Careers In Curiosity: Caring for 1.7 Million Pieces Of History

This week we are exploring careers at the Museum and because we are a Natural History Museum, Science and Technology Center, Children’s Museum, and Accredited Zoo—we certainly have a lot of curious careers to discover! Sarah Aisenbrey is a member of our Collections Department and will be filling us in on her amazing experience and duties at the Museum (hint: she gets to work with things that are thousands of years old! Read her guest blog by clicking the “read more” link!

Nice To Meet You!

My name is Sarah Aisenbrey and I am the Registrar at the Dayton Society of Natural History (DSNH)! My main focus is to be a caretaker of our collections by implementing procedures for researching, loaning, cleaning, and inventorying artifacts.


Making an enclosure for a fragile fan.

How I Started!

Having fun photographing artifacts (with time for a quick selfie!)

I have always loved history – I earned my Bachelor’s degree in History from Wright State University in 2012 – and applying that love to interpretation in a museum is something about which I am very passionate. I earned my Master’s degree in Public History from Wright State University in 2014. This two-year program provides a certification in Museum Studies or Archival Studies, with a focus on internships and practical experience. If you are interested in getting involved in a museum, archive, national park, battlefield, archaeological site, or even all levels of government, this program is a great way to begin your career!

My Favorite “Lost” Collection

Artifacts from the Lichliter Site collection.

With the help of a generous grant from the Council on Library and Information Resources for 2014-2016, I am in the process of cataloging a large collection of archaeological artifacts from the Lichliter Site near Dayton, Ohio. The Lichliter Site was the first site excavated by the museum (from 1962-1970) under the guidance of Virginia Gould Gerald, the first Curator of Anthropology at the DSNH.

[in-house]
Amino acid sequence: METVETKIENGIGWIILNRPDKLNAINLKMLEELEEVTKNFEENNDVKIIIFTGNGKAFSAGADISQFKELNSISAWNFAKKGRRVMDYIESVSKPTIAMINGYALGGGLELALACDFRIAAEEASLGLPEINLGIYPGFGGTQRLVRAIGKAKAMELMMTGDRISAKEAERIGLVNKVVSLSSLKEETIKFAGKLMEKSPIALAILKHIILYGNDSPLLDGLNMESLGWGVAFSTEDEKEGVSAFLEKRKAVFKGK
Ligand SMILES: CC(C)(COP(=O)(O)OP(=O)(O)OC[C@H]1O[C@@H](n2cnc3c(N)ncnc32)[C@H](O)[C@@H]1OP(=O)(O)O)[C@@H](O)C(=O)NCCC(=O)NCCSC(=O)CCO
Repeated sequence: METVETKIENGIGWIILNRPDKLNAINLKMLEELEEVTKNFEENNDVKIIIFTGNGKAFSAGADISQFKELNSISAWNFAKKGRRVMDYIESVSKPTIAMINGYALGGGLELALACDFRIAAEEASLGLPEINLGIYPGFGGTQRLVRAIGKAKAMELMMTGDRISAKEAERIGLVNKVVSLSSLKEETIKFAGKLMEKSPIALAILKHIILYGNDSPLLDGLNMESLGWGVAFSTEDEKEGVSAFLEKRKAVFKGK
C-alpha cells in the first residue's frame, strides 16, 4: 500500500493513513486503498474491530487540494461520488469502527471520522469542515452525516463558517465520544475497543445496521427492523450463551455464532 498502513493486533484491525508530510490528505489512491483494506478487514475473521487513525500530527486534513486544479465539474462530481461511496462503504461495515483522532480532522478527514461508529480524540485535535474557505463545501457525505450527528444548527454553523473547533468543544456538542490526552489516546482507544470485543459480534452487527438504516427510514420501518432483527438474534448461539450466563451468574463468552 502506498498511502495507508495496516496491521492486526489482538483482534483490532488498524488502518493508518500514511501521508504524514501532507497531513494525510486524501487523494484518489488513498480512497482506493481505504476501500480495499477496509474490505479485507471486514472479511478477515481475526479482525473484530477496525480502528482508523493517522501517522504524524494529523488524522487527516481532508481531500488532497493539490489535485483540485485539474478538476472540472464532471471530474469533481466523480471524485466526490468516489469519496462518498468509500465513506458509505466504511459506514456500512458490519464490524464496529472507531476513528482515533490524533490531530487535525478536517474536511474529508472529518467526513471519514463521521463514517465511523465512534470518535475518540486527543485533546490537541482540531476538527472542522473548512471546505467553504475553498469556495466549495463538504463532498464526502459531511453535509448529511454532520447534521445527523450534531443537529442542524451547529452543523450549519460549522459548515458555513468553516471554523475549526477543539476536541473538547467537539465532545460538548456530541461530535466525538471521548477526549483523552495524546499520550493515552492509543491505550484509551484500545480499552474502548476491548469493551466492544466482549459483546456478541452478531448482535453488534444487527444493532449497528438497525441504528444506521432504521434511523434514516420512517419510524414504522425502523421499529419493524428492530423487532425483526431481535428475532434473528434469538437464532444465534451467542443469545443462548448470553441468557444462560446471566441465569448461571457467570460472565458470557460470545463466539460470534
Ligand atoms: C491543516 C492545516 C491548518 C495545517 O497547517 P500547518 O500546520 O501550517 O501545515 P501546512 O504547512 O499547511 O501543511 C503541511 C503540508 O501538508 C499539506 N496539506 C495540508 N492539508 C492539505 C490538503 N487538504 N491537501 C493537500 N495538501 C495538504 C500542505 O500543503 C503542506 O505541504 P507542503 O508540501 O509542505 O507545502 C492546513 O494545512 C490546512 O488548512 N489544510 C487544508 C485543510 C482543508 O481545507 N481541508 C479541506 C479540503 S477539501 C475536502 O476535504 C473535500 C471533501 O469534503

The materials are from the Late Woodland, a poorly known time period in Ohio prehistory. Despite wide interest, no other professional had ever seen the artifacts, maps, or notes until the collection was returned to the DSNH in 2012. I am cataloging the site collection into QLC’s ArcheoLINK software, a cross-referenced database that will also integrate maps and notes. The DSNH is one of the first museums in the country to use ArcheoLINK, which is very exciting for us!

Women in Anthropology, History, and Archaeology

As the first Curator of Anthropology at the DSNH, Virginia Gerald was among the small number of women in museum studies/anthropology during the 1960s. Women like her have paved the way for others in these fields, as well as in science, math, engineering, history, political science, and so many more. Because of these trailblazers, anyone has the opportunity to participate in these areas of study and learn more about them at museums such as Boonshoft Dayton and Boonshoft Springfield, as well as sites such as Fort Ancient and SunWatch.


My interns’ first day on the Lichliter Site project.

To learn more about the Dayton Society of Natural History’s Collection, please visit


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